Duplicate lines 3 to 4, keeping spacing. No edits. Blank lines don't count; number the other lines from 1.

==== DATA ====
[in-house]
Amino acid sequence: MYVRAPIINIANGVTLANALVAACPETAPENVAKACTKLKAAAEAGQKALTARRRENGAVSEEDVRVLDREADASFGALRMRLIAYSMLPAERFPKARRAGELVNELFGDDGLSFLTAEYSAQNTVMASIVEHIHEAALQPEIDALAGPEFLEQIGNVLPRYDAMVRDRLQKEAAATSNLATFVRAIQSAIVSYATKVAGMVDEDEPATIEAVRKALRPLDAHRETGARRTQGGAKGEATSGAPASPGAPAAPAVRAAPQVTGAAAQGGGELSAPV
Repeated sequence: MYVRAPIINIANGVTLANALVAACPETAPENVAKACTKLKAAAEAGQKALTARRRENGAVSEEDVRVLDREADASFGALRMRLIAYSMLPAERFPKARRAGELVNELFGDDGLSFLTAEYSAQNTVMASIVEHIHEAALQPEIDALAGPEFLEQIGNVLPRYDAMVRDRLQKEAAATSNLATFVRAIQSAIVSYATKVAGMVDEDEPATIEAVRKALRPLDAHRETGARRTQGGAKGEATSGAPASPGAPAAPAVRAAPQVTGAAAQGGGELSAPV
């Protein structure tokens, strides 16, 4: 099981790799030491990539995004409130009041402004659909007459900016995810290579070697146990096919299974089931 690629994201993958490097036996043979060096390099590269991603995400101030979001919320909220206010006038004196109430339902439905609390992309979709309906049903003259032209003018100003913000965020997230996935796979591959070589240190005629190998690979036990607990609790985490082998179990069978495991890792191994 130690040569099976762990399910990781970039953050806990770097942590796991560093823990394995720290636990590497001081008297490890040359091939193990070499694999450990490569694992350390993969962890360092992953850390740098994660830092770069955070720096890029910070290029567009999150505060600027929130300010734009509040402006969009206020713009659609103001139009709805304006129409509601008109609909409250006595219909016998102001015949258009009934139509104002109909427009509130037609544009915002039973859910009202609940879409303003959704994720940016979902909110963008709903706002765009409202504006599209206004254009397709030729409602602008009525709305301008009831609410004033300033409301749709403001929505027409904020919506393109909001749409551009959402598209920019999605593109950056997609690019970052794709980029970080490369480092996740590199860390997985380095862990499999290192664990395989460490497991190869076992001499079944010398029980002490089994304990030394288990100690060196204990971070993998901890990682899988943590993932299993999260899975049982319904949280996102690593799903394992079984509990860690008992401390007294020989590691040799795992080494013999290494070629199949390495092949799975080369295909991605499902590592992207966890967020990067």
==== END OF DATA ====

Repeated sequence: MYVRAPIINIANGVTLANALVAACPETAPENVAKACTKLKAAAEAGQKALTARRRENGAVSEEDVRVLDREADASFGALRMRLIAYSMLPAERFPKARRAGELVNELFGDDGLSFLTAEYSAQNTVMASIVEHIHEAALQPEIDALAGPEFLEQIGNVLPRYDAMVRDRLQKEAAATSNLATFVRAIQSAIVSYATKVAGMVDEDEPATIEAVRKALRPLDAHRETGARRTQGGAKGEATSGAPASPGAPAAPAVRAAPQVTGAAAQGGGELSAPV
């Protein structure tokens, strides 16, 4: 099981790799030491990539995004409130009041402004659909007459900016995810290579070697146990096919299974089931 690629994201993958490097036996043979060096390099590269991603995400101030979001919320909220206010006038004196109430339902439905609390992309979709309906049903003259032209003018100003913000965020997230996935796979591959070589240190005629190998690979036990607990609790985490082998179990069978495991890792191994 130690040569099976762990399910990781970039953050806990770097942590796991560093823990394995720290636990590497001081008297490890040359091939193990070499694999450990490569694992350390993969962890360092992953850390740098994660830092770069955070720096890029910070290029567009999150505060600027929130300010734009509040402006969009206020713009659609103001139009709805304006129409509601008109609909409250006595219909016998102001015949258009009934139509104002109909427009509130037609544009915002039973859910009202609940879409303003959704994720940016979902909110963008709903706002765009409202504006599209206004254009397709030729409602602008009525709305301008009831609410004033300033409301749709403001929505027409904020919506393109909001749409551009959402598209920019999605593109950056997609690019970052794709980029970080490369480092996740590199860390997985380095862990499999290192664990395989460490497991190869076992001499079944010398029980002490089994304990030394288990100690060196204990971070993998901890990682899988943590993932299993999260899975049982319904949280996102690593799903394992079984509990860690008992401390007294020989590691040799795992080494013999290494070629199949390495092949799975080369295909991605499902590592992207966890967020990067």